Amazon says France's new bill is 'discrimination'

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France's new bill supporting independent bookstores against competition from web-based retailers introduces "discrimination against online consumers", said Amazon.

Companies like Amazon are restricted from offering combined 5% reductions and free deliveries under the new laws.

Amazon said the measures would "reduce French people's spending power".

The country's 3,000 independent bookshops had complained they can't compete with cut-price offers online.

The opposition right-wing party UMP proposed the bill, but it also has the support of the left.


Some will question whether it's legal to regulate the price of books under European competition law; not to mention the fixing of a market to the detriment of one of its major players.

But, others will see it is a welcome extension of France's exception culturelle - those subsidies, quotas and tax breaks that support French films, television and music.

The view in parliament is that the invisible hand of the free market won't protect French language and culture on its own. The state must lend a hand. For 30 years the Lang Law has worked well.

But the on-line market is taking its toll - particularly on the small foreign book shops that are NOT protected by the Lang law.

The Parisian "Village Voice Bookshop" for one; it closed last year, the owner blaming the advent of the iPad. France can't hold back the popularity of the e-book, but it can - it thinks - regulate the online sale of the written equivalent.

It has been approved by the lower house and will now be sent to the Senate.


The BBC's Paris correspondent Christian Fraser said the bill "might be seen as payback" for Amazon's practices of reporting European sales through a Luxembourg holding company, to take advantage of comparatively low corporate tax rates.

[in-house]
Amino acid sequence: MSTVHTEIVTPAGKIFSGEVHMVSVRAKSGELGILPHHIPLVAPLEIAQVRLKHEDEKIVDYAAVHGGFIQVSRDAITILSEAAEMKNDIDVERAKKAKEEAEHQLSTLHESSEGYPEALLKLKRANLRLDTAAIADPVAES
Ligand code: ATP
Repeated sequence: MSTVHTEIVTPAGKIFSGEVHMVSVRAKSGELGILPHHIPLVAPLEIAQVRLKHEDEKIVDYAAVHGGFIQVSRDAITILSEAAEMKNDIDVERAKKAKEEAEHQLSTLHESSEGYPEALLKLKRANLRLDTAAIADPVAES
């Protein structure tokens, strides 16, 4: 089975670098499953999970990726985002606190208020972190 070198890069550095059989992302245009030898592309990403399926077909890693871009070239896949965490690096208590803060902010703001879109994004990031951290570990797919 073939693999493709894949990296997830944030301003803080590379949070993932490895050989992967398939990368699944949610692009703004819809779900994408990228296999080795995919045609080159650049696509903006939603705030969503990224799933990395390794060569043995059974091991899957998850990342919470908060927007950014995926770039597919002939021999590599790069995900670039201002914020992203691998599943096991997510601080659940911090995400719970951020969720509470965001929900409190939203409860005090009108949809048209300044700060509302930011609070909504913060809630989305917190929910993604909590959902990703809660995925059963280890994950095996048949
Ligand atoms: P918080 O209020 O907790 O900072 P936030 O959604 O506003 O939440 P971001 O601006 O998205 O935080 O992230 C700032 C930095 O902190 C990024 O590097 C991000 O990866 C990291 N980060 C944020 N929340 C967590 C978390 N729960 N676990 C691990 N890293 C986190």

French Culture Minister Aurelie Filippetti has criticised Amazon's practices in the past, particularly free deliveries or its policy of "tax optimisation."

Amazon insists the arrangement is legal under the European Union's single market rules.

In June, Ms Filippetti said: "Today, everyone has had enough of Amazon."

'Virtual monopoly?'

She added that the company, "slashes prices to get a foothold in markets only to raise them once they have established a virtual monopoly."

Terry Craven, bookseller at Shakespeare and Company Bookstore in Paris, said the new law was "very much" in line with other, similar policies.

"It doesn't seem to be discriminatory. Amazon has certain ways of looking at the free market which is simply not one that the French state takes, " he said.

'Good news'

Mr Craven added: "It is good news in so far as it is supporting the independent bookshops, which we greatly appreciate."

Britain has a third of the number of France's independent bookshops.

France is known for being proud of its local stores, considering them essential to bring culture to small villages.

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